Bernie Sanders will be debating Hillary Clinton as they compete for the Democratic presidential nomination.

Indeed, it looks like the two announced contenders—and prospective yet unannounced candidates such as former Maryland governor Martin O’Malley, former Virginia senator Jim Webb and former Rhode Island senator Lincoln Chafee—could debate six times.

Or more.

The Democratic National Committee announced Tuesday that it will sanction six debates between candidates seeking the nomination. DNC Chair Representative Debbie Wasserman Schultz says the debates will begin this fall, as part of an effort to “give Democratic voters multiple opportunities to size up the candidates for the nomination side-by-side.” They will have plenty to debate, as there are big differences between the announced candidates on issues of war and peace, the Patriot Act, trade policy, and a whole lot more. And if Chafee, O’Malley, and Webb get in (along, potentially, with others), more distinctions on issues ranging from immigration to climate change to diplomacy will be highlighted.

There are a lot of debate specifics to be worked out—including dates and locations. But the DNC announcement is a welcome acknowledgement, coming just days after Sanders joined Clinton in the running, that the race for the party’s 2016 nomination will be competitive. The former secretary of state maintains a daunting lead in most polls, and her clear front-runner status had stirred speculation about whether she would debate. Tuesday’s announcement, in combination with recent statements from Wasserman Schultz and signals from the Clinton camp, have laid the speculation to rest.

Score a point for Democratic democracy—and points also to the party’s webmasters for highlighting the competition at the top of its site with pictures of the two announced candidates and a message that “Hillary Clinton and Bernie Sanders are officially in the presidential race.” When additional candidates enter the competition, it’s vital for the DNC to respect them all—understanding the primary campaigns can take unexpected turns and that (as Clinton well knows) front-runner status is not always permanent.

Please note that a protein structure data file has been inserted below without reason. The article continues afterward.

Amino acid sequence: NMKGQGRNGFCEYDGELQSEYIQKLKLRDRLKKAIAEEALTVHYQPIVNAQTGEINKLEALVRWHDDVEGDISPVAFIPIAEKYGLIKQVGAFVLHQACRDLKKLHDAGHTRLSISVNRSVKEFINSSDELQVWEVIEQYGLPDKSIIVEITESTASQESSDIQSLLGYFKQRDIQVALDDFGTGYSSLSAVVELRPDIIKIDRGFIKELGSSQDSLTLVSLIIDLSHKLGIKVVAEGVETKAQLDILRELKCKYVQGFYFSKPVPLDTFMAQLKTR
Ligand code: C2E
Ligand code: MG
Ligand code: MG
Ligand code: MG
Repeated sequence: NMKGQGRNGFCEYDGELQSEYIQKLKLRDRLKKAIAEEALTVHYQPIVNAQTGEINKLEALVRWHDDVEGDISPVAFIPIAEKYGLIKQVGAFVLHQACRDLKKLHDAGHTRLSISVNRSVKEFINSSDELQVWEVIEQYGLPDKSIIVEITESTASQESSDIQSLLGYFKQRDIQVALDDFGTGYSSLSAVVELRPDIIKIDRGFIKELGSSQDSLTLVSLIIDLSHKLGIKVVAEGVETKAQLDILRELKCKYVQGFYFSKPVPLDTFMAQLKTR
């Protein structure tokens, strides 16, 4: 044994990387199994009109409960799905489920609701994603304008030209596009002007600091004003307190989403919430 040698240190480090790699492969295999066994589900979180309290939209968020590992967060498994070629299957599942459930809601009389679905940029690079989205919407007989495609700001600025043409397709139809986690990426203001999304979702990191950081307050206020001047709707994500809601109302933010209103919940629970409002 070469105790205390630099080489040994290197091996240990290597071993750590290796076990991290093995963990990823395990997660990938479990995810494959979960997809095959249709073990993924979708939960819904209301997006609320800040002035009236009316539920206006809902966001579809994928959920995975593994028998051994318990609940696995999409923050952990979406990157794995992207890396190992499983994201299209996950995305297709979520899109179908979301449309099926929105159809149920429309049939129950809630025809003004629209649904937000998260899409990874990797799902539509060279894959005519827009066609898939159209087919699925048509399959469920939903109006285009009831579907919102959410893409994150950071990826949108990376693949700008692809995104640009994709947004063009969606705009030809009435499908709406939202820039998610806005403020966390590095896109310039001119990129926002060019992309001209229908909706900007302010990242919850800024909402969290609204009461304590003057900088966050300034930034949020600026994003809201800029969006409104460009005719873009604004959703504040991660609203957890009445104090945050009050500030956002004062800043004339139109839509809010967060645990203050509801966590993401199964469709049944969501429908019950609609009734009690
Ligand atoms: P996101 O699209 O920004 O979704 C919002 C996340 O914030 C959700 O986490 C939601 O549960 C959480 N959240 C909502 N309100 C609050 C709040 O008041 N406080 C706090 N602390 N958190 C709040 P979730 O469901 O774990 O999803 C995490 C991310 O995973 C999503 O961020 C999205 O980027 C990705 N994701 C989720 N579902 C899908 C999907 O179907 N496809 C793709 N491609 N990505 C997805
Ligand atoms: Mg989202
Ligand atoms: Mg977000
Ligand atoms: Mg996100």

As for the debates, there is still a lot to be sorted out, including dates and locations.

The DNC plan is to schedule broadcast debates—with, the committee says, digital platforms and local media collaboration—in the early-primary and -caucus states of Iowa, New Hampshire, Nevada, and South Carolina. That leaves openings for two more major debates, according to the plan announced Tuesday.

Of course, there could be even more. When politics gets interesting, debates proliferate. And that’s a good thing.

Debates are essential to the political process. Voters need to see more from candidates than 30-second commercials. That is why The Nation, as part of its “45” project to open up the 2016 political process, has made advocacy for open debates—in the primary season and the fall—a central focus. More than a year ago, the magazine editorialized about how “We’ll keep an eye on the debate about debates in the primary season—and not just on (Republican National Committee chairman) Reince Priebus’s crude attempt to turn GOP debates into little more than joint press conferences. We’ll also keep an eye on the need for Democrats to hold primary debates—even if Clinton maintains what is currently the most commanding poll lead in history for an open Democratic nomination.”

In that spirit, here’s one big gripe about the Democratic plan.

According to the DNC’s statement, “While a six sanctioned debate schedule is consistent with the precedent set by the DNC during the 2004 and 2008 cycles, this year the DNC will further manage the process by implementing an exclusivity requirement. Any candidate or debate sponsor wishing to participate in DNC debates, must agree to participate exclusively in the DNC-sanctioned process. Any violation would result in forfeiture of the ability to participate in the remainder of the debate process.”

Wasserman Schultz and the Democrats should leave that sort of “control freakery” to Priebus and the Republicans. If several candidates decide to debate, particularly in a state that might not otherwise host a session, that’s to the good. If civil-rights or labor groups want to schedule forums and invite candidates, the contenders should not be able to use the excuse that they do not want to violate party rules.

The American political process features too few debates. And the ones that do take place are too controlled. The Democratic National Committee ought not be in the business of restricting options for additional debates. It should be encouraging more of them.